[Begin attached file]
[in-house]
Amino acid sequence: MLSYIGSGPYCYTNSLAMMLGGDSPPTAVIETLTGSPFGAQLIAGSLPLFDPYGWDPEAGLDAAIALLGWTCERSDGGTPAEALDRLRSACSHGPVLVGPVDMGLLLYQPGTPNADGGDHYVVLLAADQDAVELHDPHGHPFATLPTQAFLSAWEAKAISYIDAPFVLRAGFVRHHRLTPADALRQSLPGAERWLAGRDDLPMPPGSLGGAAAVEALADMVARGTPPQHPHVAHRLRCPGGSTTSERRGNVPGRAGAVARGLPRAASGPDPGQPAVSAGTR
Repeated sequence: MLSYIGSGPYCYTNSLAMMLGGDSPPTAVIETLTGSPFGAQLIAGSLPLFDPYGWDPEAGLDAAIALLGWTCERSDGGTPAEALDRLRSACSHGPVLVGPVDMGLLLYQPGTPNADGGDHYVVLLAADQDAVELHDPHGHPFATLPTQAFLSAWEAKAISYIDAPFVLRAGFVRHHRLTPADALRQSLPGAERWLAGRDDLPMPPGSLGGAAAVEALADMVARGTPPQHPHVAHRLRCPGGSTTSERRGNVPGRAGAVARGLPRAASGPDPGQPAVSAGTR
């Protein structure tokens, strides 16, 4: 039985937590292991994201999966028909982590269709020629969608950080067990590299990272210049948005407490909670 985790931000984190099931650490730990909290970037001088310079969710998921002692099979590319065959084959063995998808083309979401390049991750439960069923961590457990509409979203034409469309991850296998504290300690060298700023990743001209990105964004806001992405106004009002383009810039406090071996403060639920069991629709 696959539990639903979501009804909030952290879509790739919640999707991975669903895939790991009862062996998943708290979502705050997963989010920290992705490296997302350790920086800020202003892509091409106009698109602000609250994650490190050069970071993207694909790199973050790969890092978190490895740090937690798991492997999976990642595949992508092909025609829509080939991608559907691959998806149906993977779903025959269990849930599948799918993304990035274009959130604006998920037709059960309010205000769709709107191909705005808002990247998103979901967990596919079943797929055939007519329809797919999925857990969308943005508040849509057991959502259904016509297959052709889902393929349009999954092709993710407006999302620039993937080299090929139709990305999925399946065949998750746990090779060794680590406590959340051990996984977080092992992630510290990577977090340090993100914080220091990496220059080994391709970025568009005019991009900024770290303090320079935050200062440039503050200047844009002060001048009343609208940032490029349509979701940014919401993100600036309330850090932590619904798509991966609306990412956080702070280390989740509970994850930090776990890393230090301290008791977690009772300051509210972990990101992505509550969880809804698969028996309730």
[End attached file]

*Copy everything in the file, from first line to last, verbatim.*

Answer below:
[in-house]
Amino acid sequence: MLSYIGSGPYCYTNSLAMMLGGDSPPTAVIETLTGSPFGAQLIAGSLPLFDPYGWDPEAGLDAAIALLGWTCERSDGGTPAEALDRLRSACSHGPVLVGPVDMGLLLYQPGTPNADGGDHYVVLLAADQDAVELHDPHGHPFATLPTQAFLSAWEAKAISYIDAPFVLRAGFVRHHRLTPADALRQSLPGAERWLAGRDDLPMPPGSLGGAAAVEALADMVARGTPPQHPHVAHRLRCPGGSTTSERRGNVPGRAGAVARGLPRAASGPDPGQPAVSAGTR
Repeated sequence: MLSYIGSGPYCYTNSLAMMLGGDSPPTAVIETLTGSPFGAQLIAGSLPLFDPYGWDPEAGLDAAIALLGWTCERSDGGTPAEALDRLRSACSHGPVLVGPVDMGLLLYQPGTPNADGGDHYVVLLAADQDAVELHDPHGHPFATLPTQAFLSAWEAKAISYIDAPFVLRAGFVRHHRLTPADALRQSLPGAERWLAGRDDLPMPPGSLGGAAAVEALADMVARGTPPQHPHVAHRLRCPGGSTTSERRGNVPGRAGAVARGLPRAASGPDPGQPAVSAGTR
């Protein structure tokens, strides 16, 4: 039985937590292991994201999966028909982590269709020629969608950080067990590299990272210049948005407490909670 985790931000984190099931650490730990909290970037001088310079969710998921002692099979590319065959084959063995998808083309979401390049991750439960069923961590457990509409979203034409469309991850296998504290300690060298700023990743001209990105964004806001992405106004009002383009810039406090071996403060639920069991629709 696959539990639903979501009804909030952290879509790739919640999707991975669903895939790991009862062996998943708290979502705050997963989010920290992705490296997302350790920086800020202003892509091409106009698109602000609250994650490190050069970071993207694909790199973050790969890092978190490895740090937690798991492997999976990642595949992508092909025609829509080939991608559907691959998806149906993977779903025959269990849930599948799918993304990035274009959130604006998920037709059960309010205000769709709107191909705005808002990247998103979901967990596919079943797929055939007519329809797919999925857990969308943005508040849509057991959502259904016509297959052709889902393929349009999954092709993710407006999302620039993937080299090929139709990305999925399946065949998750746990090779060794680590406590959340051990996984977080092992992630510290990577977090340090993100914080220091990496220059080994391709970025568009005019991009900024770290303090320079935050200062440039503050200047844009002060001048009343609208940032490029349509979701940014919401993100600036309330850090932590619904798509991966609306990412956080702070280390989740509970994850930090776990890393230090301290008791977690009772300051509210972990990101992505509550969880809804698969028996309730």